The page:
Asics Gel-Cumulus 21
Weight per pair: 17.8 oz. (women's size 8.5)
What we like: Great mix of comfort, stability, and support.
What we don’t: Has a somewhat old-school feel; fairly heavy and slow.
See the Women's Asics Gel-Cumulus 21 See the Men's Asics Gel-Cumulus 21
Asics is one of the most recognizable names in road running, and the Gel-Cumulus is a standout in their lineup of neutral shoes. Now in its 21st iteration, the newest model builds off of the outgoing “20” with an upgraded midsole, added padding in the heel, and a more breathable mesh upper. After taking the Gel-Cumulus 21 out on extended runs on pavement and gravel in North Vancouver, we had mostly high praise. While not particularly responsive or lightweight, the Cumulus is a stable, comfortable, and dependable daily workhorse. Below we break down the Gel-Cumulus 21’s cushioning and comfort, responsiveness, weight, durability, fit and sizing, and more. To see how it stacks up, see our article on the best running shoes.
With a stretchy mesh upper, padded collar, and cushy midsole, the Asics Gel-Cumulus 21 is undoubtedly a comfortable daily trainer. The shoe’s relatively tall heel (29mm) and gel and foam midsole provide great shock absorption for long runs, even on the crushed gravel path that I frequent outside of my office. Further, the mesh upper is notably breathable and flexible enough to conform to my foot without restricting movement, and the thick collar effectively locks my heel in place. Tack on a nicely padded tongue to the premium interior, and it’s an all-around nice place for my feet to be even for runs of over an hour.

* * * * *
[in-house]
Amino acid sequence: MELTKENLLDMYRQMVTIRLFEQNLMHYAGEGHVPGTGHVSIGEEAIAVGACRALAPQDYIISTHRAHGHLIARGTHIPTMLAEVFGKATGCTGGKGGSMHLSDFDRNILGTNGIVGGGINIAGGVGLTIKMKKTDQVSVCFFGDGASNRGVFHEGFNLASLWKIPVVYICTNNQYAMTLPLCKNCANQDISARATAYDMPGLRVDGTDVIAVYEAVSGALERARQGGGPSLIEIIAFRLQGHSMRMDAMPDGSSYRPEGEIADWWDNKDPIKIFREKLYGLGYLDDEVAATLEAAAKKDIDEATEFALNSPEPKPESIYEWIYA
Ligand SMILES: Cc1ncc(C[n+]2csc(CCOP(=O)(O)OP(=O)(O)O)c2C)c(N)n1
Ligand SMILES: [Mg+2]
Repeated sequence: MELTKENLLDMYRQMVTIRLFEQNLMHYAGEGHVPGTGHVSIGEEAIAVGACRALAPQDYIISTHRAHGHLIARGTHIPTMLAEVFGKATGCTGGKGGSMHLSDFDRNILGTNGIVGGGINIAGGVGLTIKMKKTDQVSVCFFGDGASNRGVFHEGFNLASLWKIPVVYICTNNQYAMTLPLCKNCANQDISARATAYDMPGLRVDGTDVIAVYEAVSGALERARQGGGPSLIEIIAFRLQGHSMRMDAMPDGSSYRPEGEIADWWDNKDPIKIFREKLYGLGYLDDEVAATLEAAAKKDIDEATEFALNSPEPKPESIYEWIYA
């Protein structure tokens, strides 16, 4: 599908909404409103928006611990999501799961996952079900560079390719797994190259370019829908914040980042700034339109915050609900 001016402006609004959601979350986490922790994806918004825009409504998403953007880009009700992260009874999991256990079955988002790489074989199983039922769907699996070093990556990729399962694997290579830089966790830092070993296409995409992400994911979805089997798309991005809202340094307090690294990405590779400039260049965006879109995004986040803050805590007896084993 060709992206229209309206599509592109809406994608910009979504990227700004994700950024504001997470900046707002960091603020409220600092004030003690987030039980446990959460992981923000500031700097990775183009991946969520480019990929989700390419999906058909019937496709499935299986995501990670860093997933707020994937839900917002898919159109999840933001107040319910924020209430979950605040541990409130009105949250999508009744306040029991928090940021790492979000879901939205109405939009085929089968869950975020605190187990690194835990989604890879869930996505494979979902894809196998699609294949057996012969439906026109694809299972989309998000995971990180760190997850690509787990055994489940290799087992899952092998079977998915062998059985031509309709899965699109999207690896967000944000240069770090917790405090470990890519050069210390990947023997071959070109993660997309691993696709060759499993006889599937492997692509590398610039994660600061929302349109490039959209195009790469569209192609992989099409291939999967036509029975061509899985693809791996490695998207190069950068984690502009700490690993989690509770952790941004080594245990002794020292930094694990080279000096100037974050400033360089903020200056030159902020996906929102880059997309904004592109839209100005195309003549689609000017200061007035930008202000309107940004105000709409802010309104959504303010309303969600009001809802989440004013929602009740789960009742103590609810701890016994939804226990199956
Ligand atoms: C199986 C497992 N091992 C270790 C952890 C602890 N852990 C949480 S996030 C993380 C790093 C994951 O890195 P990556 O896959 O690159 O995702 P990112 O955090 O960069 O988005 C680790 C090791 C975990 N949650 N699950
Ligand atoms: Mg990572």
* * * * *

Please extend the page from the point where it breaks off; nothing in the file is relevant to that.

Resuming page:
My one complaint in regard to comfort is that the shoe’s 10-millimeter drop means that the toe and midfoot are quite a bit less cushioned than the heel. While I didn’t really notice this on my everyday cruises or recovery runs, I did find myself wishing for some additional protection during faster intervals (when I’m more prone to landing hard on my midfoot). This may lead to complaints from mid or forefoot strikers, especially those that have been running with modern designs with a low heel-to-toe drop. But all in all, the Gel-Cumulus is a comfortable running shoe: I haven’t experienced any hotspots or blisters and the padded design hasn’t led to any undue pressure on my Achilles.
Put simply, the Asics Gel-Cumulus 21 prioritizes comfort over being a hyper-responsive racing flat. As I found with the Altra Torin 4, the Asics’ cushioning does a better job at absorbing impacts than propelling me forward. However, paired with a fairly stiff outsole, the shoe does manage some decent energy return. In the end, I’ve concluded that it’s a mixed bag. If I’m running at a faster cadence on hard pavement, the shoe has less contact with the ground and feels relatively sprightly. However, if I’m plodding along on a recovery run, the Gel-Cumulus’s cushy heel makes it a bit slow compared to competitors like the Brooks Ghost 12 or Nike Pegasus.